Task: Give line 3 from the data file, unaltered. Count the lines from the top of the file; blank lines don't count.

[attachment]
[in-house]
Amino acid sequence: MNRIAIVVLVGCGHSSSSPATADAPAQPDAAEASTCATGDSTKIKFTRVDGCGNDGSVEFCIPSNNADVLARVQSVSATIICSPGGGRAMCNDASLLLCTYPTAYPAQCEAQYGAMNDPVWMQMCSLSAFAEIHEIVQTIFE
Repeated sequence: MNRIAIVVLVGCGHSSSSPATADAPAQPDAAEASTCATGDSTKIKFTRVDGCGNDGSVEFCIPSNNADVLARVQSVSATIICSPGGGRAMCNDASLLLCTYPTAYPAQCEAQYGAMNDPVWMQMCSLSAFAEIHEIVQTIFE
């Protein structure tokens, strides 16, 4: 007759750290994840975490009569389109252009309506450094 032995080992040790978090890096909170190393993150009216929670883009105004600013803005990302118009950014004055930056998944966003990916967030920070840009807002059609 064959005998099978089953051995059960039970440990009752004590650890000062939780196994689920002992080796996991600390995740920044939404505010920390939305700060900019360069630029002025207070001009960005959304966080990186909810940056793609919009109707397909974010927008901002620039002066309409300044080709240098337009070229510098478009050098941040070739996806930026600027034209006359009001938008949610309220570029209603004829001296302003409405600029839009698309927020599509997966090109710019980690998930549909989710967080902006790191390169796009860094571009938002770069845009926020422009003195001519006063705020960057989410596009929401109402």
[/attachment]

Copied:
Repeated sequence: MNRIAIVVLVGCGHSSSSPATADAPAQPDAAEASTCATGDSTKIKFTRVDGCGNDGSVEFCIPSNNADVLARVQSVSATIICSPGGGRAMCNDASLLLCTYPTAYPAQCEAQYGAMNDPVWMQMCSLSAFAEIHEIVQTIFE